United States District Court, D. Maryland
K. BREDAR CHIEF JUDGE.
se plaintiff Christopher Onyeka Ezinne sued the Maryland
State Department of Public Safety and Correctional Services
under Title VII of the Civil Rights Act of 1964, 42 U.S.C.
§ 2000e et seq. Now before the Court is
Defendant's motion to dismiss under Federal Rule of Civil
Procedure 12(b)(6). (ECF No. 8.) No. hearing is required.
Local R. 105.6 (D. Md. 2018). For the reasons set forth
below, Defendant's motion will be granted.
Standard for a Motion to Dismiss under Rule
complaint must contain "sufficient factual matter,
accepted as true, to 'state a claim to relief that is
plausible on its face.'" Ashcroft v. Iqbal,
556 U.S. 662, 678 (2009) (quoting Bell Atl. Corp. v.
Twombly, 550 U.S. 544, 570 (2007)). Facial plausibility
exists "when the plaintiff pleads factual content that
allows the court to draw the reasonable inference that the
defendant is liable for the misconduct alleged."
Iqbal, 556 U.S. at 678. An inference of the mere
possibility of. misconduct is insufficient. Id. at
679. Courts must "accept the well-pled allegations of
the complaint as true, . . . constru[ing] the facts and
reasonable inferences derived therefrom in the light most
favorable to the plaintiff." Ibarra v. United
States, 120 F.3d 472, 474 (4th Cir. 1997). The plaintiff
may not, however, rely on naked assertions or legal
conclusions. Twombly, 550 U.S. at 556-57.
"Factual allegations must be enough to raise a right to
relief above the speculative level." Id. at
se plaintiffs are held to a "less stringent
standard" than lawyers, and courts construe their
pleadings liberally, no matter how "inartfully
pled." Erickson v. Pardus, 551 U.S. 89, 94
(2007) (per curiam) (quoting Estelle v. Gamble, 429
U.S. 97, 106 (1976)). Nonetheless, a pro se
complaint must still meet the "minimum threshold of
plausibility" under Twombly and Iqbal. Robb
v. Md. Aviation Admin., Civ. No. JKB-14-1421, 2014 WL
4056030, at *3 (D. Md. Aug. 15, 2014). While pro se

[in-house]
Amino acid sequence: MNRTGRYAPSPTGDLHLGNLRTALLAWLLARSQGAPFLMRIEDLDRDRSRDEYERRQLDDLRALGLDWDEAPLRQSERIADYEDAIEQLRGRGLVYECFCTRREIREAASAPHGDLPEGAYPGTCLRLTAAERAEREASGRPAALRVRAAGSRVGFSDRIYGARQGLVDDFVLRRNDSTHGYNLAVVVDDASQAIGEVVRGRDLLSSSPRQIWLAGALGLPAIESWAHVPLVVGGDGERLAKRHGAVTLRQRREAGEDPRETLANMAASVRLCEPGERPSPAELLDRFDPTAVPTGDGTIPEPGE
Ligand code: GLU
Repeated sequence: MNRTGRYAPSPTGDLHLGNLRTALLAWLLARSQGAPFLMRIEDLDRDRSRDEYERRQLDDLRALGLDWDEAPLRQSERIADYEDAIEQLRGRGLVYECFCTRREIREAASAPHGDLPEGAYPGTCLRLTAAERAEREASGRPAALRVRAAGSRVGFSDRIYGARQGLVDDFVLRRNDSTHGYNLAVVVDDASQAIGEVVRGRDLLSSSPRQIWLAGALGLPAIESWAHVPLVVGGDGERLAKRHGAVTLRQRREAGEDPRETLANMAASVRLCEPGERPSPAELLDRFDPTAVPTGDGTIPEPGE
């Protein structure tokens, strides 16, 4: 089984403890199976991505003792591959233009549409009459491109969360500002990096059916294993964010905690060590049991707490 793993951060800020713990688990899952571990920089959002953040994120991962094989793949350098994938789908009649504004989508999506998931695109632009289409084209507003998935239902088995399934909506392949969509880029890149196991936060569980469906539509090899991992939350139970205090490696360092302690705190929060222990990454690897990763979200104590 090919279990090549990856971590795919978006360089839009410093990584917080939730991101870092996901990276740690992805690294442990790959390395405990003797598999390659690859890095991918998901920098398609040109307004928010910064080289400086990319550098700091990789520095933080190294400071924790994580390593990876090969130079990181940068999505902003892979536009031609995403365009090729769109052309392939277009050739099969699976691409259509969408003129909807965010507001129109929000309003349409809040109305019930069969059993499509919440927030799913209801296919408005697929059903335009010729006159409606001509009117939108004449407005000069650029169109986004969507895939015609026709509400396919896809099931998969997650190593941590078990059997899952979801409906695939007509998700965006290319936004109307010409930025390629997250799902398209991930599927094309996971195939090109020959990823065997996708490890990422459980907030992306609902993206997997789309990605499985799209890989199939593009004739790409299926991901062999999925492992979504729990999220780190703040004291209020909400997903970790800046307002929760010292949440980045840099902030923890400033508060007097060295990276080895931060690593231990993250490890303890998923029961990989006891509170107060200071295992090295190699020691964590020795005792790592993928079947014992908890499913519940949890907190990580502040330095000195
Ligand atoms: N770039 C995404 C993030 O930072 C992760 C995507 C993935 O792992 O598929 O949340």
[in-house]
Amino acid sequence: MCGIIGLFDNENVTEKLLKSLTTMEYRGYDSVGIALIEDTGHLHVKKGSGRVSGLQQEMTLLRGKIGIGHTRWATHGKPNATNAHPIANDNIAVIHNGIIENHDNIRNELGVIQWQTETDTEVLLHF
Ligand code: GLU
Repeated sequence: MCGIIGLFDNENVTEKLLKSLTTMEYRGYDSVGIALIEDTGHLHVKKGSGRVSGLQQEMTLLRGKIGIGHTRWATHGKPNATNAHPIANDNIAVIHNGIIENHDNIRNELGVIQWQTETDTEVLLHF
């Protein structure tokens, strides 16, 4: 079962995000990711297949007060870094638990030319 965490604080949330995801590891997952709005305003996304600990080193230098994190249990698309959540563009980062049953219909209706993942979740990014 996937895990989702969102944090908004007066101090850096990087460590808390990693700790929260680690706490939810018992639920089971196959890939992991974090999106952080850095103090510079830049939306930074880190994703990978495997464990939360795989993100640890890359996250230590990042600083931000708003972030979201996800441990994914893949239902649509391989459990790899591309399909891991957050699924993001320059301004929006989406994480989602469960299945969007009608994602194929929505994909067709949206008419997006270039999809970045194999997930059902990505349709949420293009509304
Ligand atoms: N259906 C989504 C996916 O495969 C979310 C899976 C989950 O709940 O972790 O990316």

complaints "represent the work of an untutored hand
requiring special judicial solicitude," district courts
are not required to "conjure up questions never squarely
presented to them" or to "construct full blown
claims from . . . fragments." Beaudett v. City of
Hampton, 775 F.2d 1274, 1277-78 (4th Cir. 1985).
case, the allegations of the Complaint fall well-short of the
"minimum threshold of plausibility." Robb,
2014 WL 4056030, at *3. There are precious few factual
allegations in the form Complaint at all. The Court can only
discern the following:
• Ezinne was "denied overtime hours worked after
[his] supposed close time amounting to approximately 400
hours," and he experienced "emotional and mental
stress as a result." (Compl. at 7, ECF No. 1.)
• These actions occurred on or around May 17, 2016.
(Id. at 5.)
• Ezinne characterized the actions as both retaliation
and discrimination based on his Nigerian national origin.
• And, he filed a charge with the Equal Employment
Opportunity Commission (EEOC) and received a right-to-sue
letter on May 8, 2018. (Id. at 6.)
Court cannot infer from these scant details that Ezinne
experienced illegal treatment that violated Title VII or that
the Defendant is liable for it, Iqbal, 556 U.S. at
678, even under the most liberal construction. While a
refusal to pay wages owed could constitute an adverse action
under Title VII, see 42 U.S.C. § 2000e-2(a)(1)
(prohibiting discrimination with respect to compensation),
Ezinne's allegations that this wage theft was motivated
by discrimination based on his national origin and/or by
impermissible retaliation are conclusory, at best. There is
simply insufficient factual detail for an inference of
liability to be anything more than bald speculation.
of the Court's duty to liberally construe pro se
pleadings, the Court has discretion to consider new
allegations made by a pro se plaintiff in response
to a motion to dismiss, even though, ordinarily, a party
cannot amend its pleading through its briefs. Arije v,
Pointcross Life Scis., Civ. No. JKB-18-3119, 2019 WL
652426, at *3 (D. Md. Feb. 15, 2019). But, Ezinne failed to
provide any further factual development in his responsive
filing. In response to the motion, Ezinne filed a short,
four-sentence document asking that the case not be dismissed and
presenting only a single argument: that "[a]ccording to
the EEO[C] findings and summary" attached to his
Complaint, the Defendant "was found not completely in
compliance in this case/matter." (ECF No. 11.) This
appears to be a reference to the EEOC right-to-sue notice,
but Ezinne's characterization of that document is a
misreading of its findings. The notice actually states that
the EEOC was "unable to conclude" that any
violation occurred. (Notice, at 1, ECF No. 1-1.) While this
finding did "not certify that the [Defendant] [was] in
compliance with the statutes" (id), neither
does it certify that the Defendant was not in
compliance. Furthermore, even if the EEOC had found
non-compliance, the agency's determination would not
substitute for Ezinne's obligation under Rule 8 to plead
sufficient factual content to state a claim. Fed.R.Civ.P.
response to Ezinne's statement that he had not
"receive[d] a copy of the [Defendant's]
answer" (ECF No. 11), the Court ordered the
Defendant to serve its motion by mail and email and provided
Ezinne with an additional opportunity to file a response.
(ECF No. 12.) The Defendant certified service by mail to the
address listed on ...